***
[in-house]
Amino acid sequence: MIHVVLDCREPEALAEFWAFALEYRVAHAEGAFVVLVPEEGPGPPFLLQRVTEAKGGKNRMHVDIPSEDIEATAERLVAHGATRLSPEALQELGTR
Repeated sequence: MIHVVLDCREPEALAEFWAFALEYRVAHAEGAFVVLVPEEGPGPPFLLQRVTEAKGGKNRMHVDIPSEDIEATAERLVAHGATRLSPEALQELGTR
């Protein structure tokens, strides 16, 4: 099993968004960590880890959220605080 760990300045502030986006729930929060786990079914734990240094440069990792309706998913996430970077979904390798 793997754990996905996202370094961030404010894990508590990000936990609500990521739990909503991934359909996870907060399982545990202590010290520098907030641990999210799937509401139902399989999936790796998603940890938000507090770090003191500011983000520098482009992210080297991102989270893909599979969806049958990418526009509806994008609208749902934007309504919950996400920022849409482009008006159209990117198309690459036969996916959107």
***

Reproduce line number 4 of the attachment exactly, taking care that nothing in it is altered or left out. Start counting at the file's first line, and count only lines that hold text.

């Protein structure tokens, strides 16, 4: 099993968004960590880890959220605080 760990300045502030986006729930929060786990079914734990240094440069990792309706998913996430970077979904390798 793997754990996905996202370094961030404010894990508590990000936990609500990521739990909503991934359909996870907060399982545990202590010290520098907030641990999210799937509401139902399989999936790796998603940890938000507090770090003191500011983000520098482009992210080297991102989270893909599979969806049958990418526009509806994008609208749902934007309504919950996400920022849409482009008006159209990117198309690459036969996916959107």